consequently swallowed at least half the lyrics (in other words even more than usual), but it would be
churlish to deny that this was a very solid (indeed, polished) and enjoyable performance.
Huw's set list: "Waiting for Tomorrow", "Hard Graft", "Space Chase", "5th Second of Forever / Wind of
Change / 5th Second of Forever", "Moonglum", "Rocky Paths".
Hawkwind kicked of with a reading of "Sonic Attack", against a background of cacophonous noise...not
exactly the strongest set opener ever but it segued into a muscular and rock solid "You'd Better Believe It"
(with a new breakdown and poem - "Space 2001" apparently - inserted into the middle), Dibs was on
vocals for both. A new song called "Seasons" followed. Dibs sung it of course, and there was a long
instrumental break but the tune didn't stick, at least not on this first listen.
Some Elric lyrics followed (it sounded like a combination of several Elric songs), spoken by Dibs over a
synth-based tune, then another new song, details of which are already pretty hazy. According to the set list
already up on the Starfarer site, these two songs must have been "Footsteps" and "Hills Have Ears" . Then
Dibs read the "Warriors" poem and the band played "Angels of Death", sung by Dave and super heavy,
with both basses pummelling away.
After "Prometheus", sung by Dibs obviously, we got "Magnu/Brainbox Pollution", mainly sung by Dave,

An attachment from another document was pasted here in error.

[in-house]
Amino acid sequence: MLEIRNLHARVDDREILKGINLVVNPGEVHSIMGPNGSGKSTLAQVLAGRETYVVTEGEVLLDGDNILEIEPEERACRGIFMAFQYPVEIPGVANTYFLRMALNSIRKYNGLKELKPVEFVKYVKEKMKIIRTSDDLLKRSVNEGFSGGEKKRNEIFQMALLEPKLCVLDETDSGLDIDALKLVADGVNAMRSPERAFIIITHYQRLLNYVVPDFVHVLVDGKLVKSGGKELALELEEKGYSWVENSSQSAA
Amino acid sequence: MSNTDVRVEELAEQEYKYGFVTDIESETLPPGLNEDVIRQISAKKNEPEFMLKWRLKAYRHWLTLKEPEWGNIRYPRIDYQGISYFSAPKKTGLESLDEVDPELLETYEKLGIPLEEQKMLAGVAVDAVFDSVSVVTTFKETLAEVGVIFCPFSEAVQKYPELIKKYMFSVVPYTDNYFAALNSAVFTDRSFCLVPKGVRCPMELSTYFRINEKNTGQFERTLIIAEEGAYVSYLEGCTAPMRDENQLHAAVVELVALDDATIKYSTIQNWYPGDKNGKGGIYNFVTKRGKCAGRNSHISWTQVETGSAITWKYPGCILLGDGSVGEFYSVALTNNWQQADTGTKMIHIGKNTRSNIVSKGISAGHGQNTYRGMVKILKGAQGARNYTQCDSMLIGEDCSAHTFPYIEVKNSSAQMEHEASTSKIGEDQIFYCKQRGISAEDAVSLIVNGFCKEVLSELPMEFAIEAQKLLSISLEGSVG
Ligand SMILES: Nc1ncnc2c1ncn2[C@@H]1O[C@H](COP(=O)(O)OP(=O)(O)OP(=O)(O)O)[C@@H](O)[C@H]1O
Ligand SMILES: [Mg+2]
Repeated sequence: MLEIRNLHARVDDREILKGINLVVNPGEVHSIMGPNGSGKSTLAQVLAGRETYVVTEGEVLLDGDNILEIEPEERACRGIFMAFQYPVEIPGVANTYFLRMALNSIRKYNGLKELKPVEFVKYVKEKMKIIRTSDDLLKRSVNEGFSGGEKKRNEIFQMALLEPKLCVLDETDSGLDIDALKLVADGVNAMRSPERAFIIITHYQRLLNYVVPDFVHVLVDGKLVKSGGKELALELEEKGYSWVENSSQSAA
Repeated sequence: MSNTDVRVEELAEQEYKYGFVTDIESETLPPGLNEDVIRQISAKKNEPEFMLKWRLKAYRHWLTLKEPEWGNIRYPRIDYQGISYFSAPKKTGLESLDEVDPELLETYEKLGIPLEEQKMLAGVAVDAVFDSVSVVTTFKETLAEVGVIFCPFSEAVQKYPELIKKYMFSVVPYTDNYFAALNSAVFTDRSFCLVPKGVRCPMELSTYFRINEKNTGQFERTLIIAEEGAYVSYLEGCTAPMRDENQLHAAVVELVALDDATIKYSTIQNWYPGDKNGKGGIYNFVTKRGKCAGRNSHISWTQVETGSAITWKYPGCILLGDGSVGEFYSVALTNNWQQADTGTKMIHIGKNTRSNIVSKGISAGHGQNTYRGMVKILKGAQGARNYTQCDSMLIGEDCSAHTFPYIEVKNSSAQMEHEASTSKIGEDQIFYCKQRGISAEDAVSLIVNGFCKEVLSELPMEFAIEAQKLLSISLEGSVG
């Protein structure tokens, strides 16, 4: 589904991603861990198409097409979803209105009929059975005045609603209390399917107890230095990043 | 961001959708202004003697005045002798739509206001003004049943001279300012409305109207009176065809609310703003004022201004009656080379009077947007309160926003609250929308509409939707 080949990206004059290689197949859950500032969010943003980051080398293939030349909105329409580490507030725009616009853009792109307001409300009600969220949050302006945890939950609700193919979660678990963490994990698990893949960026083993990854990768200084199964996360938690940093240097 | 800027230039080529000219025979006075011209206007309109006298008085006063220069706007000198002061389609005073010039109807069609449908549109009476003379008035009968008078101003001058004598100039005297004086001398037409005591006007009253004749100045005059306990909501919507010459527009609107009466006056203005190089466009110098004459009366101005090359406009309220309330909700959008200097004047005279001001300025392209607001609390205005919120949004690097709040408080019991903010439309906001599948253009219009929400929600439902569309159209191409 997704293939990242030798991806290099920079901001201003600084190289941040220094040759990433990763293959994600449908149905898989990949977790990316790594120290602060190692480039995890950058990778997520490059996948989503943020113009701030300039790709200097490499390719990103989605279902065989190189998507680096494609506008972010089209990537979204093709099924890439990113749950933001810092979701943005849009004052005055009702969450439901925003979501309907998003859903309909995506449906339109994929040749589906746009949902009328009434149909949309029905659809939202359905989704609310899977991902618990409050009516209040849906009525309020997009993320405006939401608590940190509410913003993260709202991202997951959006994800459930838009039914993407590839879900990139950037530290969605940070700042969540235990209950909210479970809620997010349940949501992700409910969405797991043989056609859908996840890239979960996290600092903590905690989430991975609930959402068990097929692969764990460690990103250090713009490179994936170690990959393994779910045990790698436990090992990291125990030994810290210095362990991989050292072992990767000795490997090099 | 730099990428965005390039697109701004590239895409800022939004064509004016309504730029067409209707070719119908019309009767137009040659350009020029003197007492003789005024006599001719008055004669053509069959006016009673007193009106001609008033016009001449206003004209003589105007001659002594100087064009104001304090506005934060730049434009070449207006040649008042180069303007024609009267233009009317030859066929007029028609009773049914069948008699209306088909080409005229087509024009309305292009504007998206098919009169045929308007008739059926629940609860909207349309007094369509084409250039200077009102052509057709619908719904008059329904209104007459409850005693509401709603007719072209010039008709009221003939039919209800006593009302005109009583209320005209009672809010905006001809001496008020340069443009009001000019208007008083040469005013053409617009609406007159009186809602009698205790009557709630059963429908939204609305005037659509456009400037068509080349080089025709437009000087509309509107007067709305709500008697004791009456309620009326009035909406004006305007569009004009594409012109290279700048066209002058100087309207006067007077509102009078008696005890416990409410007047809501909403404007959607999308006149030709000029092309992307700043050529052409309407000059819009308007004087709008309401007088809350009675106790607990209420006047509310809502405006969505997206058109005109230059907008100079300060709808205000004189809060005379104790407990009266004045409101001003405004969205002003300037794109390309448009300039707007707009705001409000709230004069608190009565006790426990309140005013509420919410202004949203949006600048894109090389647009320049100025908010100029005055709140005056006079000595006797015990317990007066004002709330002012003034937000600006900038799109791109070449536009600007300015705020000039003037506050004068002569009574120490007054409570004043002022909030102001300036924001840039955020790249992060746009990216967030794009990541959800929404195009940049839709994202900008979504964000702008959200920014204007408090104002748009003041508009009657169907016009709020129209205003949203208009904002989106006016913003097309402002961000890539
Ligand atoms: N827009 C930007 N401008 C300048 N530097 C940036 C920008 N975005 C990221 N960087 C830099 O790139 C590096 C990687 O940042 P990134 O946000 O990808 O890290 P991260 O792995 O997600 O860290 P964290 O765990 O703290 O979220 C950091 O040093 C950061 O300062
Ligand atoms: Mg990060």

again really powerful. Tim's notional solo spot, "Tide of the Century", followed, sung by Dibs as mentioned
above. Tim then came out front to play the opening of "Assassins of Allah" on his synth guitar, getting the
biggest cheer of the night so far. Dibs took the lead vocal but Dave stepped up to the mic for the "It is
written...¦" parts. The instrumental break ("Space is their Palestine") has been beefed up and extended, with
more of the chanting heard on IITBOTFTBD and with Niall providing some guitar fills.
That could have been it but the band turned the intensity down a couple of notches for "Sentinel", again
sung by Dibs obviously, before ratcheting it back up again to close out the set with a killer version of
"Silver Machine"," sung by Richard, with Dibs mainly standing around metaphorically twiddling his thumbs
while Brock, Hone and Chadwick locked into a ferocious groove to show what power trios should sound
Huw appeared for the encore, taking an age to get his guitar sound sorted, and just taking the edge off the
slick professionalism evident up until then. Meanwhile Dibs recited "The Awakening". The band then
kicked into "Psychedelic Warlords", the sound initially muddier and messier with the extra guitar in the
mix, before settling down into something more listenable. The encore inevitably wound up with "Spirit of
the Age", definitely getting the best audience response, and sung and led, of course, by Dave Brock, with
the whole band evidently enjoying themselves on stage. DB wears his 70 years incredibly lightly, and
several decades seemed to slip off his shoulders here, bringing the gig to a rousing finish.
As a final aside, strange but true, by way of extra and totally unofficial support (or competition),
Hoaxwind were playing for free in the pub next door (see